DUBAI, United Arab Emirates, (AP) -Iran”s executions of two teenagers last week violated international law, a New York-based human rights group has said.
Human Rights Watch condemned the July 19 public hangings of the two, aged 18 and 16, after they were found guilty of sexually assaulting a 13-year-old boy more than a year earlier. The older convict was 17 at the time of the offense.
The hanging brought condemnation from many foreign governments, including the United States.
"Death is an inhumane punishment, particularly for someone under 18 at the time of his crimes," Hadi Ghaemi, Iran researcher for the rights group, said in a statement issued Wednesday. "All but a handful of countries forbid such executions. Iran should as well."
Iranian Nobel Peace laureate Shirin Ebadi and other rights advocates in Iran also protested the hangings, which took place in the northeastern city of Mashhad. Iran”s Supreme Court upheld the verdict and allowed the execution.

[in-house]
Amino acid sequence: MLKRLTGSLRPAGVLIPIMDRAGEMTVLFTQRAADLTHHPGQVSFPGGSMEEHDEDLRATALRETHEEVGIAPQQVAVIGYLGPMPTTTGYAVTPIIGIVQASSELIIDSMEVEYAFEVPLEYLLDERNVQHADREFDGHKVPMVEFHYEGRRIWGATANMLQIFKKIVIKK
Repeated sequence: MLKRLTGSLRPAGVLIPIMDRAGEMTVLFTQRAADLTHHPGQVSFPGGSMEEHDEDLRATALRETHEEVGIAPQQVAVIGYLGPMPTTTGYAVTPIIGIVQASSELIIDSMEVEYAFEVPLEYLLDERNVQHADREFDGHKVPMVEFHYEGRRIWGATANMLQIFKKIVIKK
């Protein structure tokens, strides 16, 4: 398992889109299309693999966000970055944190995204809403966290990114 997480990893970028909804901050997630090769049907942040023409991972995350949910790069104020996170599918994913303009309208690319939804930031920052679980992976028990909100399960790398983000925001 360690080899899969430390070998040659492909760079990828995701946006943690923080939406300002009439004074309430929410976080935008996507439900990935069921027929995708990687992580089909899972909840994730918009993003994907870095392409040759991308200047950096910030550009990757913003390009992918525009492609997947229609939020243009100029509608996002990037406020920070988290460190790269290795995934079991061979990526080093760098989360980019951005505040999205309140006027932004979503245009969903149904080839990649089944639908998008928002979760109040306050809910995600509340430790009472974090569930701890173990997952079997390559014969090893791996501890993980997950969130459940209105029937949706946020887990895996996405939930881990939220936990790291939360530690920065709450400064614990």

In letters to Iran”s president and the head of the country”s judiciary, the rights group asked Iran to refrain from "inhumane" executions, especially of minors.
Besides Iran, only China, the Democratic Republic of Congo, Pakistan and the United States are known to have put juvenile offenders to death in the past five years, Human Rights Watch said.
Before the two youths were executed, each received 228 lashes for theft, disturbing public order and consuming alcohol.
The Convention on the Rights of the Child and the International Covenant on Civil and Political Rights prohibit imposing the death penalty for crimes committed before the age of 18, the rights group said. Iran has ratified both treaties.
Iran is thought to have executed at least four other juvenile offenders in 2004, and at least 30 juvenile offenders are on the country”s death row.